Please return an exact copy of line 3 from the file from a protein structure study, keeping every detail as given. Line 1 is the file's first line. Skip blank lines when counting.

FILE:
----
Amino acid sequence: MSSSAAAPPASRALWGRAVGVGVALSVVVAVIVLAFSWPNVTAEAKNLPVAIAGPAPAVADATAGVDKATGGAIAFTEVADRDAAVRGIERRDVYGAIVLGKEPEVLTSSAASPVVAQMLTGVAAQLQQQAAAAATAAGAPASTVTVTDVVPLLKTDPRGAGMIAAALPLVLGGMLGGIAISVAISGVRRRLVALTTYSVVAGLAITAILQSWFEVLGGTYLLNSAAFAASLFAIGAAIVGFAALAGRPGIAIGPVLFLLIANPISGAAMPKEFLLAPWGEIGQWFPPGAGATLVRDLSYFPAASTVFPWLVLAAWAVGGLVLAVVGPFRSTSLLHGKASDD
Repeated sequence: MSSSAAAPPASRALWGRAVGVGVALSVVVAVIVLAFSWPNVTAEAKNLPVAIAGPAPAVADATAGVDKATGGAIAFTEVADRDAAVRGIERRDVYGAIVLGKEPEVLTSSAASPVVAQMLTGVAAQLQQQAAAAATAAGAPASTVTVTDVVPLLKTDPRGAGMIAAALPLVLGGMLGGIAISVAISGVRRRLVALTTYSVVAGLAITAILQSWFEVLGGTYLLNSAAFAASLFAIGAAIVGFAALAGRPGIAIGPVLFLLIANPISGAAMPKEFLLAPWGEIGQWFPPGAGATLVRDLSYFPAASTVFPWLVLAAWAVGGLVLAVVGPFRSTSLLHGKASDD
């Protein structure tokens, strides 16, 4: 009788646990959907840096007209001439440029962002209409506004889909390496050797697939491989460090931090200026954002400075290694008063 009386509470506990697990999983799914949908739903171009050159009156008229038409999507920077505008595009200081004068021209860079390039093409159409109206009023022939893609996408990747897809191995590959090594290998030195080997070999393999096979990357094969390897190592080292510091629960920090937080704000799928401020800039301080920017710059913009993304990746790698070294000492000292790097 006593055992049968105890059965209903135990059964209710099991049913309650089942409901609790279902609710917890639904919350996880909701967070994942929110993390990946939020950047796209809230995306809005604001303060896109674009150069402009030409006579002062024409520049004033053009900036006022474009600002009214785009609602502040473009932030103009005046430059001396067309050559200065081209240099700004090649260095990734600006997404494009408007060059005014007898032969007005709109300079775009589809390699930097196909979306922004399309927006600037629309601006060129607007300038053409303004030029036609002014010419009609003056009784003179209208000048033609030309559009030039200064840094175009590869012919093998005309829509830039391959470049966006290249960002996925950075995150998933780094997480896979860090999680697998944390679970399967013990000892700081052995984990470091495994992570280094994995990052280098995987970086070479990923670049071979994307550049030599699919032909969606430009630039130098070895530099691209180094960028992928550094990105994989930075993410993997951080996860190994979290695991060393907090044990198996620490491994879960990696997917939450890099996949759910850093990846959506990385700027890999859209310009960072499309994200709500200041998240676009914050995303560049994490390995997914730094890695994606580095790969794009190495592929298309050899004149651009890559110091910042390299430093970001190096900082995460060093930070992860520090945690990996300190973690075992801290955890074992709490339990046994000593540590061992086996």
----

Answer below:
């Protein structure tokens, strides 16, 4: 009788646990959907840096007209001439440029962002209409506004889909390496050797697939491989460090931090200026954002400075290694008063 009386509470506990697990999983799914949908739903171009050159009156008229038409999507920077505008595009200081004068021209860079390039093409159409109206009023022939893609996408990747897809191995590959090594290998030195080997070999393999096979990357094969390897190592080292510091629960920090937080704000799928401020800039301080920017710059913009993304990746790698070294000492000292790097 006593055992049968105890059965209903135990059964209710099991049913309650089942409901609790279902609710917890639904919350996880909701967070994942929110993390990946939020950047796209809230995306809005604001303060896109674009150069402009030409006579002062024409520049004033053009900036006022474009600002009214785009609602502040473009932030103009005046430059001396067309050559200065081209240099700004090649260095990734600006997404494009408007060059005014007898032969007005709109300079775009589809390699930097196909979306922004399309927006600037629309601006060129607007300038053409303004030029036609002014010419009609003056009784003179209208000048033609030309559009030039200064840094175009590869012919093998005309829509830039391959470049966006290249960002996925950075995150998933780094997480896979860090999680697998944390679970399967013990000892700081052995984990470091495994992570280094994995990052280098995987970086070479990923670049071979994307550049030599699919032909969606430009630039130098070895530099691209180094960028992928550094990105994989930075993410993997951080996860190994979290695991060393907090044990198996620490491994879960990696997917939450890099996949759910850093990846959506990385700027890999859209310009960072499309994200709500200041998240676009914050995303560049994490390995997914730094890695994606580095790969794009190495592929298309050899004149651009890559110091910042390299430093970001190096900082995460060093930070992860520090945690990996300190973690075992801290955890074992709490339990046994000593540590061992086996």